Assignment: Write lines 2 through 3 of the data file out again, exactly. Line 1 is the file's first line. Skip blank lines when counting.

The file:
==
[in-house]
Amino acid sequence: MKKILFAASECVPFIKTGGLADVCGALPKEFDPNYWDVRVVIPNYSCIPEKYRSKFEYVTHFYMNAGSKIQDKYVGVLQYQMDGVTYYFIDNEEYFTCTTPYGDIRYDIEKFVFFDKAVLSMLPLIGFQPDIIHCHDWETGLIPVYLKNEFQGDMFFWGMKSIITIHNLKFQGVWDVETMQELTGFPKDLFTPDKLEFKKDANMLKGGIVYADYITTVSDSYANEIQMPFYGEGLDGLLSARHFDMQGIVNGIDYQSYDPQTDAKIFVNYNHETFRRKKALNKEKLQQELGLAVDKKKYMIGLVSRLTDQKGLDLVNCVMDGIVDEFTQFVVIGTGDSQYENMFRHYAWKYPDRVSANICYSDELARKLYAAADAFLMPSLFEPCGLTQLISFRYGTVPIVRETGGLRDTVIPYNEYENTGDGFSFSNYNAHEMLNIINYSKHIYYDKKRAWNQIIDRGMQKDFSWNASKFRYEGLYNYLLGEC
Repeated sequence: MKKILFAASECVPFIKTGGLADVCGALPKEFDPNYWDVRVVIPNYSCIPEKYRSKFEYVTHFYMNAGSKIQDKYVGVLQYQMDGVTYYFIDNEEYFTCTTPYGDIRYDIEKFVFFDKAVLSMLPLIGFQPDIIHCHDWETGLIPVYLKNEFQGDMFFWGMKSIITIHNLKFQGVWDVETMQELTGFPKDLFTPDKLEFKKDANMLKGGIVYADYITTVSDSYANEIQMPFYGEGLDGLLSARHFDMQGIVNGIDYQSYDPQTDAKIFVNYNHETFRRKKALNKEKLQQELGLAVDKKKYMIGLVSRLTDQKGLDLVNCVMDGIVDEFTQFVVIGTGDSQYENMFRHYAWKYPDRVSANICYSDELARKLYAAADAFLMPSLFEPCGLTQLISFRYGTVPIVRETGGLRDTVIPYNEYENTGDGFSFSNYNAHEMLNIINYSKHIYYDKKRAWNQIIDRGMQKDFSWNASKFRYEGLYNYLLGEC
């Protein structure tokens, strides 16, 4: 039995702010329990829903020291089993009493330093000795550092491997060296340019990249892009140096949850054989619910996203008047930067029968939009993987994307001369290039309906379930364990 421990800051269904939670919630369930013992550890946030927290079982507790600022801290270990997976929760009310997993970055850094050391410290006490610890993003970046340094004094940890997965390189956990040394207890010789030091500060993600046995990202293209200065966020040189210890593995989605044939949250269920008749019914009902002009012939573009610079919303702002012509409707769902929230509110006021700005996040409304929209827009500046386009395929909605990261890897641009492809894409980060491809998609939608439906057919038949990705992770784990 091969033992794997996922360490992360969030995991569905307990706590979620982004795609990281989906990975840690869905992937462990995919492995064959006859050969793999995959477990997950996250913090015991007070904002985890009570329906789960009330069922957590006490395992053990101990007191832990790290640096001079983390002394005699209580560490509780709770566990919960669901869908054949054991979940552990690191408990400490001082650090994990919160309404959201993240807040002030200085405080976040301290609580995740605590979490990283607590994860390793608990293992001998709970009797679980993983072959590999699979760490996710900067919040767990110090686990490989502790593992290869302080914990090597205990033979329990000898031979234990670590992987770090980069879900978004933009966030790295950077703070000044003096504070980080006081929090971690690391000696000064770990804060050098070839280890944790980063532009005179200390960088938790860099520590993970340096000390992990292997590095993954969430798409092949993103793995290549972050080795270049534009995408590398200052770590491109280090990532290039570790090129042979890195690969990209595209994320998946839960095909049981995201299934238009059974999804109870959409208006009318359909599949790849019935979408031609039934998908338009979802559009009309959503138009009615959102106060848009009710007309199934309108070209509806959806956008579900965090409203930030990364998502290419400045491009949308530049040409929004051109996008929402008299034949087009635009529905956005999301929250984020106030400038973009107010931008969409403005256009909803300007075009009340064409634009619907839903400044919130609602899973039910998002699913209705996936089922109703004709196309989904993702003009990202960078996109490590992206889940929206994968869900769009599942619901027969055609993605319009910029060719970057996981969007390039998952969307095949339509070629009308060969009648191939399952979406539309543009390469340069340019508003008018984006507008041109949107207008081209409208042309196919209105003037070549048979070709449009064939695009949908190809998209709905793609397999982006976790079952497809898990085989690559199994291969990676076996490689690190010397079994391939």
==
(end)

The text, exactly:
Amino acid sequence: MKKILFAASECVPFIKTGGLADVCGALPKEFDPNYWDVRVVIPNYSCIPEKYRSKFEYVTHFYMNAGSKIQDKYVGVLQYQMDGVTYYFIDNEEYFTCTTPYGDIRYDIEKFVFFDKAVLSMLPLIGFQPDIIHCHDWETGLIPVYLKNEFQGDMFFWGMKSIITIHNLKFQGVWDVETMQELTGFPKDLFTPDKLEFKKDANMLKGGIVYADYITTVSDSYANEIQMPFYGEGLDGLLSARHFDMQGIVNGIDYQSYDPQTDAKIFVNYNHETFRRKKALNKEKLQQELGLAVDKKKYMIGLVSRLTDQKGLDLVNCVMDGIVDEFTQFVVIGTGDSQYENMFRHYAWKYPDRVSANICYSDELARKLYAAADAFLMPSLFEPCGLTQLISFRYGTVPIVRETGGLRDTVIPYNEYENTGDGFSFSNYNAHEMLNIINYSKHIYYDKKRAWNQIIDRGMQKDFSWNASKFRYEGLYNYLLGEC
Repeated sequence: MKKILFAASECVPFIKTGGLADVCGALPKEFDPNYWDVRVVIPNYSCIPEKYRSKFEYVTHFYMNAGSKIQDKYVGVLQYQMDGVTYYFIDNEEYFTCTTPYGDIRYDIEKFVFFDKAVLSMLPLIGFQPDIIHCHDWETGLIPVYLKNEFQGDMFFWGMKSIITIHNLKFQGVWDVETMQELTGFPKDLFTPDKLEFKKDANMLKGGIVYADYITTVSDSYANEIQMPFYGEGLDGLLSARHFDMQGIVNGIDYQSYDPQTDAKIFVNYNHETFRRKKALNKEKLQQELGLAVDKKKYMIGLVSRLTDQKGLDLVNCVMDGIVDEFTQFVVIGTGDSQYENMFRHYAWKYPDRVSANICYSDELARKLYAAADAFLMPSLFEPCGLTQLISFRYGTVPIVRETGGLRDTVIPYNEYENTGDGFSFSNYNAHEMLNIINYSKHIYYDKKRAWNQIIDRGMQKDFSWNASKFRYEGLYNYLLGEC